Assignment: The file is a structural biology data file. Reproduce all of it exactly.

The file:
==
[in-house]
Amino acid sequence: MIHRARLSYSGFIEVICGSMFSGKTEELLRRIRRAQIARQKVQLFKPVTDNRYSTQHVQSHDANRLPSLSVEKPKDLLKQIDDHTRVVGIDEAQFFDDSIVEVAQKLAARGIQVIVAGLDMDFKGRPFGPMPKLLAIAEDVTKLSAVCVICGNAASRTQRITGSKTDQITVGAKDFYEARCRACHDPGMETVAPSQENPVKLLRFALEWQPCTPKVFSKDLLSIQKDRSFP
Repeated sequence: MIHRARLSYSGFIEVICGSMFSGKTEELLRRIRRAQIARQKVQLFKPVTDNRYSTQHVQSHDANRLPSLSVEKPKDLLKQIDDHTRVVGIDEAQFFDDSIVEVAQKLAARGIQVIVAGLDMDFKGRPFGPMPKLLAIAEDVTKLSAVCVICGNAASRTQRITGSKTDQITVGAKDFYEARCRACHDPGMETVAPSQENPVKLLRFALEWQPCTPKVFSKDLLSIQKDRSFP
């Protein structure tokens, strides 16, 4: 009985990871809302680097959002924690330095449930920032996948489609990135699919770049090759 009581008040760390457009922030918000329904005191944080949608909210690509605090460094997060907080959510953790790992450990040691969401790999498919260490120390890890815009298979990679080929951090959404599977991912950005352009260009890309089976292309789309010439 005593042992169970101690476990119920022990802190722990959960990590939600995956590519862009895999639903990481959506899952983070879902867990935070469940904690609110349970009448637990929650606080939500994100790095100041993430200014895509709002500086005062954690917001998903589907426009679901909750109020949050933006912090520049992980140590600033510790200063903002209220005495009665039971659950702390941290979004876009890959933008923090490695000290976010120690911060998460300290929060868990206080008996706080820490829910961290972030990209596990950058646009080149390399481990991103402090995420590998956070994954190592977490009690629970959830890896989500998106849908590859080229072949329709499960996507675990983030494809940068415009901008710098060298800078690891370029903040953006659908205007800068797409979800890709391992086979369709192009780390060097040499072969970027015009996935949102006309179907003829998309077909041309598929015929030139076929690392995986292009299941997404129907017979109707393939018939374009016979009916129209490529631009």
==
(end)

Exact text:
[in-house]
Amino acid sequence: MIHRARLSYSGFIEVICGSMFSGKTEELLRRIRRAQIARQKVQLFKPVTDNRYSTQHVQSHDANRLPSLSVEKPKDLLKQIDDHTRVVGIDEAQFFDDSIVEVAQKLAARGIQVIVAGLDMDFKGRPFGPMPKLLAIAEDVTKLSAVCVICGNAASRTQRITGSKTDQITVGAKDFYEARCRACHDPGMETVAPSQENPVKLLRFALEWQPCTPKVFSKDLLSIQKDRSFP
Repeated sequence: MIHRARLSYSGFIEVICGSMFSGKTEELLRRIRRAQIARQKVQLFKPVTDNRYSTQHVQSHDANRLPSLSVEKPKDLLKQIDDHTRVVGIDEAQFFDDSIVEVAQKLAARGIQVIVAGLDMDFKGRPFGPMPKLLAIAEDVTKLSAVCVICGNAASRTQRITGSKTDQITVGAKDFYEARCRACHDPGMETVAPSQENPVKLLRFALEWQPCTPKVFSKDLLSIQKDRSFP
């Protein structure tokens, strides 16, 4: 009985990871809302680097959002924690330095449930920032996948489609990135699919770049090759 009581008040760390457009922030918000329904005191944080949608909210690509605090460094997060907080959510953790790992450990040691969401790999498919260490120390890890815009298979990679080929951090959404599977991912950005352009260009890309089976292309789309010439 005593042992169970101690476990119920022990802190722990959960990590939600995956590519862009895999639903990481959506899952983070879902867990935070469940904690609110349970009448637990929650606080939500994100790095100041993430200014895509709002500086005062954690917001998903589907426009679901909750109020949050933006912090520049992980140590600033510790200063903002209220005495009665039971659950702390941290979004876009890959933008923090490695000290976010120690911060998460300290929060868990206080008996706080820490829910961290972030990209596990950058646009080149390399481990991103402090995420590998956070994954190592977490009690629970959830890896989500998106849908590859080229072949329709499960996507675990983030494809940068415009901008710098060298800078690891370029903040953006659908205007800068797409979800890709391992086979369709192009780390060097040499072969970027015009996935949102006309179907003829998309077909041309598929015929030139076929690392995986292009299941997404129907017979109707393939018939374009016979009916129209490529631009």